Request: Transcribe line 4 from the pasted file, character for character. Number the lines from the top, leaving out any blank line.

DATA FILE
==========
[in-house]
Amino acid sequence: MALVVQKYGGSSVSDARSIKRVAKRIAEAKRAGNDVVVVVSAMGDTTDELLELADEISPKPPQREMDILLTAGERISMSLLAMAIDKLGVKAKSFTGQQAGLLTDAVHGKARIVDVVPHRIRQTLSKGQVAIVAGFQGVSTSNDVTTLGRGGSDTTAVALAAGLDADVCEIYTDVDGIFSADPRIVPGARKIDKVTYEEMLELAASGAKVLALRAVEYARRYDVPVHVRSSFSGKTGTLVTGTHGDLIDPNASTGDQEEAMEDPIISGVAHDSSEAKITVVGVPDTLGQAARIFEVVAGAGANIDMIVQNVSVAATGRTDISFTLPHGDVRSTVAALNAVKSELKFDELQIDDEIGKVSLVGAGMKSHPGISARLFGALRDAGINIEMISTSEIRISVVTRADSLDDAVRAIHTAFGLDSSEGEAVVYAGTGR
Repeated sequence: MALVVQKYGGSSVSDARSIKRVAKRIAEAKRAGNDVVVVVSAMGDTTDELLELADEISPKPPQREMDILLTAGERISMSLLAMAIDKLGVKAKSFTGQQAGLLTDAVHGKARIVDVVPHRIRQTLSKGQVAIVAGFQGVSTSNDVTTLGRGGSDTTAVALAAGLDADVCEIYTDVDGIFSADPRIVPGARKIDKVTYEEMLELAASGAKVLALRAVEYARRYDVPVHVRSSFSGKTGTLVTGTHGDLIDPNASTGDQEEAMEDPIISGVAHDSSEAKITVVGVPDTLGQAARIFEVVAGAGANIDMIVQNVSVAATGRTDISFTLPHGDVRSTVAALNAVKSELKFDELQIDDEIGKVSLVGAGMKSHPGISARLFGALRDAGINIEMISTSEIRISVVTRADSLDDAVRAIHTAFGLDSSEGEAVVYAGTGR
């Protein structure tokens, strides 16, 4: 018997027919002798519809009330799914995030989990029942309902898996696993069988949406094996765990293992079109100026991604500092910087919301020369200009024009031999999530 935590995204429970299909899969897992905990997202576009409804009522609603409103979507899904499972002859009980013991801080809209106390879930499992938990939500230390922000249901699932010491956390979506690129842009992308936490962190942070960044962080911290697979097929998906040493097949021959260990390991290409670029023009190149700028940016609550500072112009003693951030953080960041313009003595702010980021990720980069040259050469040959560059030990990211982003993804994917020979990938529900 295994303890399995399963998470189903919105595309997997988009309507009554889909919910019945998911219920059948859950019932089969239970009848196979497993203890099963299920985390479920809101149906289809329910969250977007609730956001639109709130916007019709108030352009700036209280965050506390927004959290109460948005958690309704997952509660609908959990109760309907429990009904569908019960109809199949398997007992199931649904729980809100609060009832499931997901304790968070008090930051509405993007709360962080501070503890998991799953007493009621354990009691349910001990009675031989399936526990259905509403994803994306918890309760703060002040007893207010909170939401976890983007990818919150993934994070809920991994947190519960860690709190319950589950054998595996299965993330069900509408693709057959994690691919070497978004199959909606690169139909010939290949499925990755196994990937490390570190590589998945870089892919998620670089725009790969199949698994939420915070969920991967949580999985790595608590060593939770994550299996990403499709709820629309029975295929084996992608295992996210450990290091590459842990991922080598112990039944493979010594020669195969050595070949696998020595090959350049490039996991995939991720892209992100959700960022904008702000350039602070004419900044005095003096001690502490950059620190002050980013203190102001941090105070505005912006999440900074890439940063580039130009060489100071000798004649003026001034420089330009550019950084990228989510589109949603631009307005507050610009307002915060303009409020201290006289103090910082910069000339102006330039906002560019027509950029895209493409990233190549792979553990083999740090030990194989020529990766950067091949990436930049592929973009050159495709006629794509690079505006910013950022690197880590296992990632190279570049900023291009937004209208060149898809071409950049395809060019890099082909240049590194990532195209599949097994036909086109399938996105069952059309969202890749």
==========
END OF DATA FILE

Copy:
């Protein structure tokens, strides 16, 4: 018997027919002798519809009330799914995030989990029942309902898996696993069988949406094996765990293992079109100026991604500092910087919301020369200009024009031999999530 935590995204429970299909899969897992905990997202576009409804009522609603409103979507899904499972002859009980013991801080809209106390879930499992938990939500230390922000249901699932010491956390979506690129842009992308936490962190942070960044962080911290697979097929998906040493097949021959260990390991290409670029023009190149700028940016609550500072112009003693951030953080960041313009003595702010980021990720980069040259050469040959560059030990990211982003993804994917020979990938529900 295994303890399995399963998470189903919105595309997997988009309507009554889909919910019945998911219920059948859950019932089969239970009848196979497993203890099963299920985390479920809101149906289809329910969250977007609730956001639109709130916007019709108030352009700036209280965050506390927004959290109460948005958690309704997952509660609908959990109760309907429990009904569908019960109809199949398997007992199931649904729980809100609060009832499931997901304790968070008090930051509405993007709360962080501070503890998991799953007493009621354990009691349910001990009675031989399936526990259905509403994803994306918890309760703060002040007893207010909170939401976890983007990818919150993934994070809920991994947190519960860690709190319950589950054998595996299965993330069900509408693709057959994690691919070497978004199959909606690169139909010939290949499925990755196994990937490390570190590589998945870089892919998620670089725009790969199949698994939420915070969920991967949580999985790595608590060593939770994550299996990403499709709820629309029975295929084996992608295992996210450990290091590459842990991922080598112990039944493979010594020669195969050595070949696998020595090959350049490039996991995939991720892209992100959700960022904008702000350039602070004419900044005095003096001690502490950059620190002050980013203190102001941090105070505005912006999440900074890439940063580039130009060489100071000798004649003026001034420089330009550019950084990228989510589109949603631009307005507050610009307002915060303009409020201290006289103090910082910069000339102006330039906002560019027509950029895209493409990233190549792979553990083999740090030990194989020529990766950067091949990436930049592929973009050159495709006629794509690079505006910013950022690197880590296992990632190279570049900023291009937004209208060149898809071409950049395809060019890099082909240049590194990532195209599949097994036909086109399938996105069952059309969202890749």